Hello, perhaps for the one last time. I cannot believe my journey at Havergal is ending so soon. Thank you to everyone who has contributed to my experience as a Havergal Boarder. I cannot thank this community enough for what you have contributed to my high school life, from sister love to anger management. It has been a pleasure to serve this community as its captain this year and I am forever grateful for this experience. I have learned, grown, and developed as a student, leader and community member. Through the ups and downs, thank you everyone for being a part of this community and I cannot wait to see what this community can achieve in the future. During these tough times, I have had faith in our community that we will all come out stronger. At last, it is time for me to sign off this year by saying once again: wash your dishes, please!
As the newest staff member of the Boarding community, my time at Havergal has certainly been unique. I was only working in Boarding for about a month before we went remote. Now I have been in the school without students for longer than I had been with them. It has been a surreal experience.
First of all, I would like to thank all the Boarders and staff for how warm and accepting they were of me joining the community. There was never a day that I did not feel welcomed and you were all very helpful, patient and kind as I learned my new role. I also want to say a special thank you to my Boarding family. It is not easy to get accustomed to a new person halfway through the year, but you all were so friendly and our conversations at bed checks and our individual one-on-ones were some of the highlights of my time here. From what I learned, Havergal Boarding is a special place, where we all come together from different backgrounds and cultures to create a community. Friendships made here are strong and you will always find someone to lean on or to help you in some way. I am grateful for the time I did get to spend with you. You are all bright lights with strong futures ahead!
Remotely, I loved hearing about the things you were doing, how you were coping with the Remote Learning Plan and quarantine in general. It was a little glimpse into your lives and proved that we are still a community even when apart. During our packing weeks, I enjoyed seeing Elena (thanks for coming in) and remotely packing for 10 others. For some of you, it was the first in-depth conversation we had ever had and although I could have done without the packing or the reason behind it, I truly enjoyed that time we spent together talking and catching up. Your stuff is all now safely stowed waiting for your arrival! In general, it was crazy to see the amount of stuff some of you had. I sincerely advise you to please pack only what you actually need next year!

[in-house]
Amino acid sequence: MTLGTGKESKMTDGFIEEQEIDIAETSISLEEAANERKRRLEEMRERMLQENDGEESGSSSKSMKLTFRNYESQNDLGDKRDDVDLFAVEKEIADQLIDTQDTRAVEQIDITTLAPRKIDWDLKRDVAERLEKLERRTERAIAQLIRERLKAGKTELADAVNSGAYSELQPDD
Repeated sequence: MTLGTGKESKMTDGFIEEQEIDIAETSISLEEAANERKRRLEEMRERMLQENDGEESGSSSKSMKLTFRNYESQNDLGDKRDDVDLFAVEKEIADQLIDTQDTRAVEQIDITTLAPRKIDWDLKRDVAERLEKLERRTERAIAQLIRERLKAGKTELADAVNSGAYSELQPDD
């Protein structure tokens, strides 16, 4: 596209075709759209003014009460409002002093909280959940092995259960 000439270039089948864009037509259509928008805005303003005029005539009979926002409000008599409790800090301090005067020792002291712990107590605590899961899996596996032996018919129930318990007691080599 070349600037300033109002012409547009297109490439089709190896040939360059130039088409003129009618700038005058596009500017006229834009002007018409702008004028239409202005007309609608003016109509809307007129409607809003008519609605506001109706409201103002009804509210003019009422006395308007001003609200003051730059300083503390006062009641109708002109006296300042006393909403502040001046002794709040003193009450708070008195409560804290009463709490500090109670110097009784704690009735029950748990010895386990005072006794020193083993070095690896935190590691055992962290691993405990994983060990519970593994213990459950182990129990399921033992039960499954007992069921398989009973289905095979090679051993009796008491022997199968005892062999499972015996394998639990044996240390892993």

It is still a surreal feeling to walk down the school hallways without everyone here. It is eerily quiet and there is a sense of emptiness. With your belongings still out in the rooms, it was like you had just left and would return again. Then, once we packed everything, it was like the school had settled knowing that although the year was over, there would be a new beginning next year, as long as it waits patiently, as it has every other time the school has shut its doors throughout its long history. I can tell that it misses the sound of footsteps in the corridors, laughter echoing down the hall, excited people chattering and even doors slamming in its halls. It is just an empty building, waiting for students and staff to make it come alive once again. It may look a little different next year, and there may be different protocols to follow, but the essence of school and Boarding life will stay the same. It is a place where we all come together to form a community, to learn and grow. People may come and go, but the memories and friendships made here will last a lifetime.
To the Grads and people who will not be returning next year: I wish you the best of luck in your futures. You can take what you have learned in your time at Havergal and apply it to whatever you are choosing to do after your time here. I know you are all strong, smart, dedicated and capable human beings who will accomplish great things. To the returning Boarders: I hope you have a great summer! Know that both the building and the staff await your return. We look forward to guiding you on the rest of your journeys here, until it is time for you also to leave these ivy-covered walls. See you next year!